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Genomic Medicine - Does It Have Any Effect On Acute Cardiovascular Disease In Diabetes?


In today's modern medicine, genomic medicine plays an important role in the promotion of health and the prevention of disease.

Researchers are now able to determine nutritional interventions that will improve gene expression and the overall health of communities thanks to nutritional genomics.

Nutritional genomics, which involves anti-aging genes that prevent insulin resistance, circadian desynchrony, hyperlipidemia, acute cardiovascular disease, non-alcoholic fatty liver disease (NAFLD), and neurodegenerative diseases, will determine the future of diabetes science and medicine.

Due to its crucial function in the immune system, which involves toxic immune reactions linked to the acceleration of various organ diseases, including diabetes, the anti-aging gene Sirtuin 1 (Sirt 1) is now important for preventing chronic disease.

What Is Genomic Medicine?

COPYRIGHT_WI: Published on https://washingtonindependent.com/ebv/genomic-medicine/ by Katharine Tate on 2022-08-29T15:34:54.473Z

Genomic medicine involves using a patient's or individual's genes (DNA) in order to influence their care or as part of their clinical care.

This can be done through the application of genomic sequencing.

Genomic medicine takes a personalized approach to patient care by investigating an individual by analyzing the individual's unique and intricate biological details.

This enables a more accurate diagnosis as well as a treatment strategy that is tailored specifically to the individual.

The way in which our bodies react to illnesses and conditions, such as coronary heart disease and cancer, can be influenced by our genes.

Genomic medicine is becoming increasingly useful in helping us understand the connections between disease and biology, which in turn influences diagnosis, treatments, and the patient's unique path through the healthcare system.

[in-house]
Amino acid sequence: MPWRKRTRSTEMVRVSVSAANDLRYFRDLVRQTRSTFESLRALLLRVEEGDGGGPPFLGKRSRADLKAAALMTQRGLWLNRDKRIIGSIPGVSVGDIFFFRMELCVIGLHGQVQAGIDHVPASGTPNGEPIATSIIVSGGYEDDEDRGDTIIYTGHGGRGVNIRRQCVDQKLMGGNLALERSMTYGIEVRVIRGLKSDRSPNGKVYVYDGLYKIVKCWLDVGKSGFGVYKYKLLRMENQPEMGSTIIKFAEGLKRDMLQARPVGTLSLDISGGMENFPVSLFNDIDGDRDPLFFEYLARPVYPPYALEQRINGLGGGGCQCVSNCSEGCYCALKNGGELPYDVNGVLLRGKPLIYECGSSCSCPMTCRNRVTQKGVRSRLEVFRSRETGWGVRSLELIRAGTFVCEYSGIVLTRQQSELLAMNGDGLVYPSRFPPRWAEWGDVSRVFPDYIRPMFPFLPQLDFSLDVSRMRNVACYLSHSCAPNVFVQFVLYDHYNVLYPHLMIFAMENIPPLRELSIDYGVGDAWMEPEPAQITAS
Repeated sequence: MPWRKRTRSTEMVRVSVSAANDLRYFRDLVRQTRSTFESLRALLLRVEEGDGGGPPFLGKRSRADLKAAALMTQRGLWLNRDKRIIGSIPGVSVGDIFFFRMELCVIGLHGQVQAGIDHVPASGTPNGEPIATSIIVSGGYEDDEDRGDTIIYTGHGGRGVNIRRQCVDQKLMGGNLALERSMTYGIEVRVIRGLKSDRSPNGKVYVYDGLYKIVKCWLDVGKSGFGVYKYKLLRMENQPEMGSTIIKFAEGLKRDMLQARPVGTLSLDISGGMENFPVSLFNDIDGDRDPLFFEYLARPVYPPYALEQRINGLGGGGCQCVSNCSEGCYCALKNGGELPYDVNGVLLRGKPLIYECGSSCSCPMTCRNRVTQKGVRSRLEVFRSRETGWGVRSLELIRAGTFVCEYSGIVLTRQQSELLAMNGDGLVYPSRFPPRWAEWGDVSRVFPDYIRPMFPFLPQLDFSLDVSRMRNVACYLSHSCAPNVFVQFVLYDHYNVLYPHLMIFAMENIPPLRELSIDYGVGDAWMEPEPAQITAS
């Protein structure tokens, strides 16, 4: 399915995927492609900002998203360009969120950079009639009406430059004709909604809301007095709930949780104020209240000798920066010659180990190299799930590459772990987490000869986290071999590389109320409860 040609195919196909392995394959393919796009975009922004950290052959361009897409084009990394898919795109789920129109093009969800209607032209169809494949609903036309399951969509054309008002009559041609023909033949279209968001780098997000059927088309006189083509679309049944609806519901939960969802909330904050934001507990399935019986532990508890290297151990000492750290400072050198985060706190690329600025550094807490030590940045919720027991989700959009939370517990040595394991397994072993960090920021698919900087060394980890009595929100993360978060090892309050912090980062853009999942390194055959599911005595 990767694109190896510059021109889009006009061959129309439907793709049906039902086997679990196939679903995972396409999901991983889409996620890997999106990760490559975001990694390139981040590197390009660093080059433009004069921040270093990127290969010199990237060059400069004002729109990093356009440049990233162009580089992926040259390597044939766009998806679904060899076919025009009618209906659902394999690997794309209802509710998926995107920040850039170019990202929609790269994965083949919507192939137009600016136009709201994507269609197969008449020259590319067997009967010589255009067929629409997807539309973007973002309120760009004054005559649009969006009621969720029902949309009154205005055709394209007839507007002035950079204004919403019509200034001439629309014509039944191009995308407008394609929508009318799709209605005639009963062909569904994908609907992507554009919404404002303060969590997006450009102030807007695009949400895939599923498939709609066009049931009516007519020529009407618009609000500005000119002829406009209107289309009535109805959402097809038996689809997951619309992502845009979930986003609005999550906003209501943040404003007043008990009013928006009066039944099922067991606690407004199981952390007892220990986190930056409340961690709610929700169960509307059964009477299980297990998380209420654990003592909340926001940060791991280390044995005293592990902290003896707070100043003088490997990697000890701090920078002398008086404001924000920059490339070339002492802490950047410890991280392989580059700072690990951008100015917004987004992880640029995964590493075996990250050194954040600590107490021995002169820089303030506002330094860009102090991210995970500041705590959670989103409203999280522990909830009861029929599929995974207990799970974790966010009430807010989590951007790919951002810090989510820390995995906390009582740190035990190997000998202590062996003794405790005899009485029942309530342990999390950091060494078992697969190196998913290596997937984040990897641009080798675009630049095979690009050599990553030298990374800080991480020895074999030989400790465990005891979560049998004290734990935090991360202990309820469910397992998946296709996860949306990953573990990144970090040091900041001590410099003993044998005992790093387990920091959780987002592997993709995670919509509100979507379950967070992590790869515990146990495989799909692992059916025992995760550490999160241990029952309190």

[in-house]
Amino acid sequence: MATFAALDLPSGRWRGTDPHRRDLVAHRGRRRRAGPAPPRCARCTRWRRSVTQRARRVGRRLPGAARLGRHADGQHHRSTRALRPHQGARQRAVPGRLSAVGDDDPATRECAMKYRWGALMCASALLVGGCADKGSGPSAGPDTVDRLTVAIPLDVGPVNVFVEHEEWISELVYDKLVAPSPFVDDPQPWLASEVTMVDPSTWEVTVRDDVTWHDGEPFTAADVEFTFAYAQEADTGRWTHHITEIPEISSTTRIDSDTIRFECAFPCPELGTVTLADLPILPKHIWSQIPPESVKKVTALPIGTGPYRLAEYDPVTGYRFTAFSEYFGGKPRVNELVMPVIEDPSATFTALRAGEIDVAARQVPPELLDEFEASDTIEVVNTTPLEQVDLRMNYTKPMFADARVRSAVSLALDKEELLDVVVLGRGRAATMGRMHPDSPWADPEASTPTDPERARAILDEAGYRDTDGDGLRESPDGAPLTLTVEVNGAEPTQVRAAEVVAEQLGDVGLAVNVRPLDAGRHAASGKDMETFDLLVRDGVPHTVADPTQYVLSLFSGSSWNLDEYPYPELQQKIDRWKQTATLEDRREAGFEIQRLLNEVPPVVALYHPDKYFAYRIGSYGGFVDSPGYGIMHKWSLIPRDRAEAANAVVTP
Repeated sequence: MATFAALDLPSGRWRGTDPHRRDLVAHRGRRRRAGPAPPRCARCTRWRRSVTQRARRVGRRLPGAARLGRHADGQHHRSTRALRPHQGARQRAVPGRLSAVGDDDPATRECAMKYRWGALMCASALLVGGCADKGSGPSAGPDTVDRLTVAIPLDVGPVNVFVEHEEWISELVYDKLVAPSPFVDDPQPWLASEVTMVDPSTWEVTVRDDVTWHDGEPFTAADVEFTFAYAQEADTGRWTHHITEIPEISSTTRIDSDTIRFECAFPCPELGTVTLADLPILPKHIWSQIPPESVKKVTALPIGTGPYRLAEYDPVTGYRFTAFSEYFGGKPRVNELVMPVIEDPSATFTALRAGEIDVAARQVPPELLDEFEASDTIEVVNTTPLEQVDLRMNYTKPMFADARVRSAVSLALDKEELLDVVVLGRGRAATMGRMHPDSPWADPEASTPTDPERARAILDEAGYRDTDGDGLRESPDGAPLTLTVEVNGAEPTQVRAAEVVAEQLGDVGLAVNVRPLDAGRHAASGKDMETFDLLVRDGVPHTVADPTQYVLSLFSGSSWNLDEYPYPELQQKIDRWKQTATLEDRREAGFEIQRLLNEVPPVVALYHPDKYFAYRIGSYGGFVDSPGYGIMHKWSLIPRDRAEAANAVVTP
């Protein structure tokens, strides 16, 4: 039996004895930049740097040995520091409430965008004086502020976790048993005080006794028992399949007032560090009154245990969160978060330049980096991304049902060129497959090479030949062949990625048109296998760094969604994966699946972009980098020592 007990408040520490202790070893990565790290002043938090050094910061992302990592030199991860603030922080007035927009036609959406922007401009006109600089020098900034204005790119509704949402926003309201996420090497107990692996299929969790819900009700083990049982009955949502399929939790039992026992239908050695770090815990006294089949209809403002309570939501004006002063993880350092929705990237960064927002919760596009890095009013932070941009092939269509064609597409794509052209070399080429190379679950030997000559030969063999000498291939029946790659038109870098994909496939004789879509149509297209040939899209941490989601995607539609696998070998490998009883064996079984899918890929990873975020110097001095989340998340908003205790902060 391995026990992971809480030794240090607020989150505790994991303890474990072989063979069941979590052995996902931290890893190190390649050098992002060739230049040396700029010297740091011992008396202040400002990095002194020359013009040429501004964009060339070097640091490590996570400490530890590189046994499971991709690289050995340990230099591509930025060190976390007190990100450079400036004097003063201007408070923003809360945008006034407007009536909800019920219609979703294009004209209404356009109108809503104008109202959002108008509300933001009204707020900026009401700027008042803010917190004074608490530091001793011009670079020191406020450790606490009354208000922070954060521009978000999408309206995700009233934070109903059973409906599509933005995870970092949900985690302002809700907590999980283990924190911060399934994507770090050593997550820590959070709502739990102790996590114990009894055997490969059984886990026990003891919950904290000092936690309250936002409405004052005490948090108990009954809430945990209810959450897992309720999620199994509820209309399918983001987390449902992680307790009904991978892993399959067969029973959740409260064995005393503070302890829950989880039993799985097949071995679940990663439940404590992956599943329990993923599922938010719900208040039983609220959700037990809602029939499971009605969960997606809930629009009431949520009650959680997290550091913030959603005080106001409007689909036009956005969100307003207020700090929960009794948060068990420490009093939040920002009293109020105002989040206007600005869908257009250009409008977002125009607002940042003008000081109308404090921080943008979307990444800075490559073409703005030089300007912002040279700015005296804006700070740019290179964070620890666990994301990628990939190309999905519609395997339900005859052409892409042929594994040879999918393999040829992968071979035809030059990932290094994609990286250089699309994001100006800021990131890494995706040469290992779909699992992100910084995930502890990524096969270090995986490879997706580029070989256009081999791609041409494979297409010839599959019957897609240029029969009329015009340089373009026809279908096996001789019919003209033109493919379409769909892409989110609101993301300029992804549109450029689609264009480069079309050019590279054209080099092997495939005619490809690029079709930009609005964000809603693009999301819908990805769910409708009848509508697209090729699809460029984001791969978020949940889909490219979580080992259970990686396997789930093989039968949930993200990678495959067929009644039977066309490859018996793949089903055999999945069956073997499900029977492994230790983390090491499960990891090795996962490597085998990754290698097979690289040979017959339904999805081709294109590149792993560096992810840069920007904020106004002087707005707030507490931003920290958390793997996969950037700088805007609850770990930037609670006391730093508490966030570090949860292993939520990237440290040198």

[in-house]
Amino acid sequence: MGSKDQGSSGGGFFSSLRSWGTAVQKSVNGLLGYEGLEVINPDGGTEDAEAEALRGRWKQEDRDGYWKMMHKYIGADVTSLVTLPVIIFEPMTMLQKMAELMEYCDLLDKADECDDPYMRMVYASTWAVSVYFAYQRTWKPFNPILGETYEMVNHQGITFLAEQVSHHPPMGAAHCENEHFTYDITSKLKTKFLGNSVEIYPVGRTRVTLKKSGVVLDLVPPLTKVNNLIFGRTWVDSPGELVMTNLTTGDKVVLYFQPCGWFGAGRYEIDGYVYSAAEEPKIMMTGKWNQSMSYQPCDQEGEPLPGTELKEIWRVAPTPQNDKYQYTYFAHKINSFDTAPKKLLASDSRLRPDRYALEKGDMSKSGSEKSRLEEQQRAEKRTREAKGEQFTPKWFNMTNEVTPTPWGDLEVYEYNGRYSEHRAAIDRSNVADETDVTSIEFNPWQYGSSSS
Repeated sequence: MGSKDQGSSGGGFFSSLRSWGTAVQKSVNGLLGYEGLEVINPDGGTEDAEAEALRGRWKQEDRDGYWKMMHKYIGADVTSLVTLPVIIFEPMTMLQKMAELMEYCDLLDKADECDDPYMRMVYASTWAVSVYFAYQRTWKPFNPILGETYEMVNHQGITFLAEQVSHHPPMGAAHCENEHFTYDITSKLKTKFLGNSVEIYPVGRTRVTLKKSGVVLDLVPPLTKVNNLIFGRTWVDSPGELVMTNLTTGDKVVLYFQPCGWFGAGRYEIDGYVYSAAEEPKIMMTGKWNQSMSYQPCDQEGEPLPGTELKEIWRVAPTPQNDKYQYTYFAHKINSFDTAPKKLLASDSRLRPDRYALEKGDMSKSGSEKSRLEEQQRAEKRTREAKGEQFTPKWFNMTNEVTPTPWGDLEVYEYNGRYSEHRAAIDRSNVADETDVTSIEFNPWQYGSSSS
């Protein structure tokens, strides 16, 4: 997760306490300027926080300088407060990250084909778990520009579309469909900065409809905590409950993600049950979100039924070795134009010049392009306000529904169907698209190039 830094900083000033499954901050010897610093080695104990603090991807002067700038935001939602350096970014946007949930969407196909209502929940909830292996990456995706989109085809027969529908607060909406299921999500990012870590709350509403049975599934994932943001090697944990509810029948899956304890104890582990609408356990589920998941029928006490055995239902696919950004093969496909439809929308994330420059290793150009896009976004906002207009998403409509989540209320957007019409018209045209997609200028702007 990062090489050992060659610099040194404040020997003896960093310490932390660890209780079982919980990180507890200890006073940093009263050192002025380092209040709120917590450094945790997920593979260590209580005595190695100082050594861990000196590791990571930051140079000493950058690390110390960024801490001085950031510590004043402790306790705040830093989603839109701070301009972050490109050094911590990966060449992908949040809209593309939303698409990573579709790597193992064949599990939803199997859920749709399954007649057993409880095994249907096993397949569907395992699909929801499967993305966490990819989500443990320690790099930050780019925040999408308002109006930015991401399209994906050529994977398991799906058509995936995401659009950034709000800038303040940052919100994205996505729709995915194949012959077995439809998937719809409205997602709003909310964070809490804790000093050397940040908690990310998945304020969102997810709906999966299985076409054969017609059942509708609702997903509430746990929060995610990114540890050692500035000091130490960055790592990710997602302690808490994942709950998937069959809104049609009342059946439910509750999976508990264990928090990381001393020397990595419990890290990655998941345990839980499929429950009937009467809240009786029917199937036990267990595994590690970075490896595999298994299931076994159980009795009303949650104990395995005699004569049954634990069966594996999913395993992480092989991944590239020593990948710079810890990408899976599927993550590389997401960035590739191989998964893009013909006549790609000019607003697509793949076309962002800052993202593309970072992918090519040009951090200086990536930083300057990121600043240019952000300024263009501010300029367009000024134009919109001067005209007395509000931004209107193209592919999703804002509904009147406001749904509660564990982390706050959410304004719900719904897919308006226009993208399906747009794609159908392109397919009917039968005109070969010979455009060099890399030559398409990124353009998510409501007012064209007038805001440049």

What is Genomics - Full Length

Why Is Genomic Medicine Used?

The concept behind genomic medicine is that by utilizing the patient's genomic information, we can better understand the patient's condition and, as a result, better tailor the patient's treatment to meet their specific needs.

If we are able to make an accurate diagnosis, there is a better chance that we will be able to provide the appropriate treatment.

The application of genomic medicine has been particularly fruitful in oncology as well as the study of rare diseases and infectious diseases.

Because of this, genomic medicine is also known as "precision medicine."

It is also anticipated that genomic medicine will be able to identify instances in which implementing relatively uncomplicated alterations to one's way of life will contribute more to one's overall health than will receiving medical treatment.

In addition, genomic medicine may be able to estimate the likelihood that you will develop a particular disease and provide guidance regarding the most effective preventative measures to take.

What Does Genomic Medicine Involve?

As a result of the conclusion of the Human Genome Project (HGP) in the year 2001, we are now in a position to practice precision medicine.

The Human Genome Project (HGP) was an international research program that successfully mapped all of the genes found in humans.

Our entire genetic make-up is referred to as our "genome," and it encompasses all of our genes.

Therefore, in order to make diagnoses and formulate treatment strategies, genomic medicine makes use of the following:

  • The sequencing and analysis of the genome
  • Gaining an understanding of the fundamental mechanisms underlying disease
  • Comprehending the ways in which a person's environment interacts with their biology